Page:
Motorcycle Industry Statistics: Working, Racing and its Future Generation

Alarming stats for two countries with a passion for motorcycle sport.

motogp, racing statistics
Nearly all the podium positions in this year’s MotoGP championship have gone to Spanish or Italian riders. Can that last?©Motorcyclist

Two statistics that crossed my desk recently indicated a basic contradiction that I found fascinating—and a bit frightening. The first was a racing statistic: At the midpoint of the 2015 MotoGP season, 15 podium positions had gone to Italian racers, 11 to Spaniards, and only one podium position had gone to a rider from another country (British racer Cal Crutchlow, who finished third at Argentina).

This isn’t exactly surprising. The Spanish national racing series (CEV) is the premier national series worldwide. Italy’s motorcycle industry is arguably the most passionate and vibrant in the world. There is an unparalleled level of interest, enthusiasm, and involvement in motorcycling sport in both Spain and Italy that might be said to make these countries the heart and soul of two-wheel racing.

A second, more troubling statistic also placed Spain and Italy at the top: A Eurostat graph detailing youth (under 25 years old) unemployment for all EU countries ranked Spain the worst, at 49.9 percent, with Italy following in fourth place with a youth unemployment rate of 42.7 percent. Of the 28 EU countries, Germany had the lowest youth unemployment at 7.2 percent, but the average was still high at 21 percent.

These statistics paint a painful picture of two countries with a passion for motorcycle sport and a very real possibility that their citizens might not get the opportunity to engage and participate in that sport in the future. What’s gone wrong here? Many analysts say that the problem is the common European currency, the euro.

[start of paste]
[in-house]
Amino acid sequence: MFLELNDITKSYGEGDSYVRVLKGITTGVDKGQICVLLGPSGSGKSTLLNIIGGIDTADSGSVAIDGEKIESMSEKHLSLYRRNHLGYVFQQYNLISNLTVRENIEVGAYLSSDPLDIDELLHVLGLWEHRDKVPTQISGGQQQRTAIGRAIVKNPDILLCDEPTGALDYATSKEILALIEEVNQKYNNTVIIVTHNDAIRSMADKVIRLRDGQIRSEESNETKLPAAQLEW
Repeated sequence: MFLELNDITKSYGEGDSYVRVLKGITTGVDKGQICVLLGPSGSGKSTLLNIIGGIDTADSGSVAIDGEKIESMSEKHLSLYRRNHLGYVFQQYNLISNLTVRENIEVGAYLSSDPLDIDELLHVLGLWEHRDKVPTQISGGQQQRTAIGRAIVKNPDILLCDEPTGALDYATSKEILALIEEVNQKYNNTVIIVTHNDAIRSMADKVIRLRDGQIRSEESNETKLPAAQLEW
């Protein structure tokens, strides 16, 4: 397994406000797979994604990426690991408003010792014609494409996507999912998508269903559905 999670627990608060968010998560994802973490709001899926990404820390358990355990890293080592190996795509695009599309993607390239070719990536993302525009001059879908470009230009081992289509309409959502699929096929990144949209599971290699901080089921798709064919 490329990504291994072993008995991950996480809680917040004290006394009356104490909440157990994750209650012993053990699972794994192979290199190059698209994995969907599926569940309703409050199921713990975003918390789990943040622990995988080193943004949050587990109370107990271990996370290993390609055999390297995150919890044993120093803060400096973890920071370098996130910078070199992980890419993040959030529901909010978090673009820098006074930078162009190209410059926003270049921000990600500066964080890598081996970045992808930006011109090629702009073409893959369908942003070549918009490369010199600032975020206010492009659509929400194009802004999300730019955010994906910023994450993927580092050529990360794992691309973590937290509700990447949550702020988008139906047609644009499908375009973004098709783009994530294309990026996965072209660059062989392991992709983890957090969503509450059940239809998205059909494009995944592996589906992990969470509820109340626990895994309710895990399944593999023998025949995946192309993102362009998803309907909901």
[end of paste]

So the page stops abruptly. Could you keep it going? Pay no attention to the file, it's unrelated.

For a few countries like Germany and Holland, moving to the euro has worked very well. For some, the transition hasn’t been bad, but for many it has plainly not worked. In good times the one-size-fits-all currency model has created asset bubbles and hurt competitiveness in those countries that were less prosperous to begin with. In the tough recent economic environment these countries struggle with massive debt, unemployment, and—at least in the case of Greece and Cyprus—financial collapse.

The US has a common currency among its 50 states, but it also has a funds-transfer system to avoid the imbalances like those currently threatening Europe. Last year, 28 US states sent part of their gross domestic product to the other 22 states through the federal budget. The biggest contributor, Delaware, sent 21 percent of its GDP; the biggest recipient, North Dakota, received 71 percent of its GDP from the federal budget. In contrast, the most prosperous member of the EU, Germany, contributed just 0.2 percent of its GDP to the EU budget, while Greece, at the bottom, received approximately the same amount. Would Germany be willing to do what Delaware does and contribute 100 times more than it does now? Unlikely.

Returning to Spain and Italy, political parties in both countries advocate dropping the euro in favor of the previous peseta and lira, which would allow devaluation of these currencies to improve competitiveness, employment, and growth. These parties know that there are no easy answers and no quick fixes, but to them the euro seems a dead end.

And what about the motorcycle industry? One of Spain's few remaining motorcycle manufacturers, Gas Gas, is in liquidation. The situation is brighter in Italy: The Piaggio group (including Aprilia, Moto Guzzi, and Vespa) reported some gains last year: Ducati remains strong, partly due to Audi investment; MV Agusta has also benefitted from German investment, with Mercedes/AMG acquiring 25 percent of the company.

But can any industry that depends on the next generation realizing their dream of motorcycle ownership really be secure against 40 to 50 percent youth unemployment? Without any way to smooth over financial imbalances, the euro remains a flawed currency and one that might be hurting motorcycling more than it is helping. The enthusiasm of Spanish and Italian motorcycle aficionados won’t soon disappear, but poverty can be a grinding condition.